Castellet Castle

Castellet Castle is an Iberian castle from the 10th century located in the town of Castellet i la Gornal, in Catalonia’s county of Alt Penedès, on the south of the city of Barcelona and just a few kilometres away from the towns of Sitges, Vilanova i la Geltrú and Vilafranca del Penedès.

The archaeological work done in 2007 revealed that the hill where the castle was built had been a human settlement since the Iberian era (more than 2,500 years ago). It has always been an important control point over the transport routes around the territory, such as the Vía Hercúlea (later known as Vía Augusta, and now the AP-7 motorway) or the Foix River.

The first known recorded reference to the castle dates back to the year 977. This reference showed the Iberian origins of the castle. The Castle remained active until the 16th century, when it was abandoned. While it was inhabited, the lords of Castellet adapted the site to their needs and built new structures such as the 9th century tower keep, an 11th century seigniorial Domicilium, the gothic palace built between the 13th and 14th centuries and finally the eastern wall, built in the 16th century.

After the construction of the protective walls against artillery in the 16th century the castle was abandoned, and by the late 19th century, it was in ruins. It wasn’t until the early 20th century that Mr Josep de Peray, canon of Barcelona’s Cathedral, took an interest in the ruins and instigated a new process to restore the castle. Despite this initiative, the work was never finished and the castle was left in a state of semi-ruin until 1999, when Acesa (now Abertis), purchased it and commissioned its reconstruction to a specialist in medieval architecture.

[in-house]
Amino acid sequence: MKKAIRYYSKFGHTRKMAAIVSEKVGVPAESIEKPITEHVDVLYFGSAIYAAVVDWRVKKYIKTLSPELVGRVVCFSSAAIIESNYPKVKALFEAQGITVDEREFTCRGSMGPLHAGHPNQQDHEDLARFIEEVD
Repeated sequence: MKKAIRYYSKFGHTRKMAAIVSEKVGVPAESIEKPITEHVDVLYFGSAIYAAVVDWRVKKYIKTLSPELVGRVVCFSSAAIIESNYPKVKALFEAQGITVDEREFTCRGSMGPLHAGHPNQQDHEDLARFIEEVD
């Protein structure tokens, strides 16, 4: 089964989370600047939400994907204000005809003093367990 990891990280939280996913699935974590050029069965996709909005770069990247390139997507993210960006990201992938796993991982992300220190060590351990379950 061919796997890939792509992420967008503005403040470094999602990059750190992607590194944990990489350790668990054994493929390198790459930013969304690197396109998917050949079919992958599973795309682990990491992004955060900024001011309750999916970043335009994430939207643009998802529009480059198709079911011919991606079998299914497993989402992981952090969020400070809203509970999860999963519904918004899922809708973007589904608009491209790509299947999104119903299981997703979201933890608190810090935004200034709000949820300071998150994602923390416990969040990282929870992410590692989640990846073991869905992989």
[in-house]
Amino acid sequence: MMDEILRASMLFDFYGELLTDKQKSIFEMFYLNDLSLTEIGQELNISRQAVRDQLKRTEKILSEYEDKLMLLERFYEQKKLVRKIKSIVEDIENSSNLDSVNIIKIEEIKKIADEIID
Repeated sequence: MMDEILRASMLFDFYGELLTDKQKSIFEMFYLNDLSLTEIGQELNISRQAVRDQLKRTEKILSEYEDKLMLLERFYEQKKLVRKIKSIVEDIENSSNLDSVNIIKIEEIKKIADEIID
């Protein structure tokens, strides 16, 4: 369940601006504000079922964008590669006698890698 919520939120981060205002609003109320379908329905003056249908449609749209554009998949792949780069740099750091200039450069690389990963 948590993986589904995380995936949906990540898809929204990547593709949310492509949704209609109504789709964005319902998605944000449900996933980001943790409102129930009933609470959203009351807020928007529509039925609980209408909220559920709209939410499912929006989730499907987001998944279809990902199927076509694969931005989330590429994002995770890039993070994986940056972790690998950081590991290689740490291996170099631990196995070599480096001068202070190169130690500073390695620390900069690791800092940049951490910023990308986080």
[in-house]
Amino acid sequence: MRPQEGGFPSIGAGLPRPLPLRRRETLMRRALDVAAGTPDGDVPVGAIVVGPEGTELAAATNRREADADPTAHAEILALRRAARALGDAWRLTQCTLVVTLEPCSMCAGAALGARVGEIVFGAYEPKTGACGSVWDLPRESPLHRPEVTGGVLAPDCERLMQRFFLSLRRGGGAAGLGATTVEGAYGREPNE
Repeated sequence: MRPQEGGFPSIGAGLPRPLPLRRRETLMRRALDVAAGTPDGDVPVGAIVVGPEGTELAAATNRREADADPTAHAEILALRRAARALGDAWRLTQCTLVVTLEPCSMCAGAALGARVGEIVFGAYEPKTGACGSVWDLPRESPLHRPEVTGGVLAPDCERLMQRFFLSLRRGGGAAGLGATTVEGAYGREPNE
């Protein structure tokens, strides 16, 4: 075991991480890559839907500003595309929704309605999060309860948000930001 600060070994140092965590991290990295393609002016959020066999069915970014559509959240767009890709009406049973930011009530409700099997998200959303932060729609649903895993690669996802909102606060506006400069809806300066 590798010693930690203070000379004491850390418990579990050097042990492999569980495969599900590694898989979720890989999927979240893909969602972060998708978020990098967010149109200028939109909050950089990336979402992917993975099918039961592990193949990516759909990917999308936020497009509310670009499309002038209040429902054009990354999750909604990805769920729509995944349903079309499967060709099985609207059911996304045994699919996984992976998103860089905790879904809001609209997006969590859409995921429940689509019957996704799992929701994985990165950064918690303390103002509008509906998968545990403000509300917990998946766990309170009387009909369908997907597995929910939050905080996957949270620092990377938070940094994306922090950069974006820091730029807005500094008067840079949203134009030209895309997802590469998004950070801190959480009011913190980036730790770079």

Thanks to the restoration work carried out between 1999 and 2001, the space is now fitted with the infrastructure required to become the headquarters for the UNESCO International Centre for Mediterranean Biosphere Reserves and for the Abertis Foundation.

In addition to the activities of the UNESCO International Centre and the Abertis Foundation, nowadays the castle also offers guided tours of the site, as well as a venue for technical or work sessions.


Photographies showing the restoration process.

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